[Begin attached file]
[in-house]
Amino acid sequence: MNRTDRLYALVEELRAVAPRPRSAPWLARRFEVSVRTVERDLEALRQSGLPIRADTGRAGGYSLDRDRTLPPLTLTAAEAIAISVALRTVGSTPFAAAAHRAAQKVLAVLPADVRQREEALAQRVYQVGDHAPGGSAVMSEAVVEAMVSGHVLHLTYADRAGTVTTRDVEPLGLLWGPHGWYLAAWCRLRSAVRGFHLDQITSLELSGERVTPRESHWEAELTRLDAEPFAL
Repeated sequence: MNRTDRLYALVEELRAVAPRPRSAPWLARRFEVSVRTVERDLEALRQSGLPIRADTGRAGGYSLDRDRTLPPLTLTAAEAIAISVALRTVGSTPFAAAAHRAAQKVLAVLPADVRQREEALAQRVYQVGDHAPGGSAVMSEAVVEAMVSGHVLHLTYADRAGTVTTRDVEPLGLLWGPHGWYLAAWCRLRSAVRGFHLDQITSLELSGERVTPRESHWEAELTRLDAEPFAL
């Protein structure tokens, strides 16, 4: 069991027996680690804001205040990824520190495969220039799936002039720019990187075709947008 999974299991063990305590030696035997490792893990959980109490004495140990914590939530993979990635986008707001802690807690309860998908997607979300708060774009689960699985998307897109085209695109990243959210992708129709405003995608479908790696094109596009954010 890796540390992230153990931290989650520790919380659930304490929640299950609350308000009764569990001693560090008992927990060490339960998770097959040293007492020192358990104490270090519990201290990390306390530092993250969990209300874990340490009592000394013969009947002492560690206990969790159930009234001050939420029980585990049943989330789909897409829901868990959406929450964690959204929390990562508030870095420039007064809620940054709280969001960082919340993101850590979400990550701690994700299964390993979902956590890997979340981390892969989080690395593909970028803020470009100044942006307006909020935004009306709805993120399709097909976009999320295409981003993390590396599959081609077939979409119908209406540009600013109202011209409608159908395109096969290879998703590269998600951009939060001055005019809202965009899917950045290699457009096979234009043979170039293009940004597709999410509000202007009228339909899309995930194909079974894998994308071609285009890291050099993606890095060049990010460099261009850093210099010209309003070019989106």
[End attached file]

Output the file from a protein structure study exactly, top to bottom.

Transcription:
[in-house]
Amino acid sequence: MNRTDRLYALVEELRAVAPRPRSAPWLARRFEVSVRTVERDLEALRQSGLPIRADTGRAGGYSLDRDRTLPPLTLTAAEAIAISVALRTVGSTPFAAAAHRAAQKVLAVLPADVRQREEALAQRVYQVGDHAPGGSAVMSEAVVEAMVSGHVLHLTYADRAGTVTTRDVEPLGLLWGPHGWYLAAWCRLRSAVRGFHLDQITSLELSGERVTPRESHWEAELTRLDAEPFAL
Repeated sequence: MNRTDRLYALVEELRAVAPRPRSAPWLARRFEVSVRTVERDLEALRQSGLPIRADTGRAGGYSLDRDRTLPPLTLTAAEAIAISVALRTVGSTPFAAAAHRAAQKVLAVLPADVRQREEALAQRVYQVGDHAPGGSAVMSEAVVEAMVSGHVLHLTYADRAGTVTTRDVEPLGLLWGPHGWYLAAWCRLRSAVRGFHLDQITSLELSGERVTPRESHWEAELTRLDAEPFAL
């Protein structure tokens, strides 16, 4: 069991027996680690804001205040990824520190495969220039799936002039720019990187075709947008 999974299991063990305590030696035997490792893990959980109490004495140990914590939530993979990635986008707001802690807690309860998908997607979300708060774009689960699985998307897109085209695109990243959210992708129709405003995608479908790696094109596009954010 890796540390992230153990931290989650520790919380659930304490929640299950609350308000009764569990001693560090008992927990060490339960998770097959040293007492020192358990104490270090519990201290990390306390530092993250969990209300874990340490009592000394013969009947002492560690206990969790159930009234001050939420029980585990049943989330789909897409829901868990959406929450964690959204929390990562508030870095420039007064809620940054709280969001960082919340993101850590979400990550701690994700299964390993979902956590890997979340981390892969989080690395593909970028803020470009100044942006307006909020935004009306709805993120399709097909976009999320295409981003993390590396599959081609077939979409119908209406540009600013109202011209409608159908395109096969290879998703590269998600951009939060001055005019809202965009899917950045290699457009096979234009043979170039293009940004597709999410509000202007009228339909899309995930194909079974894998994308071609285009890291050099993606890095060049990010460099261009850093210099010209309003070019989106």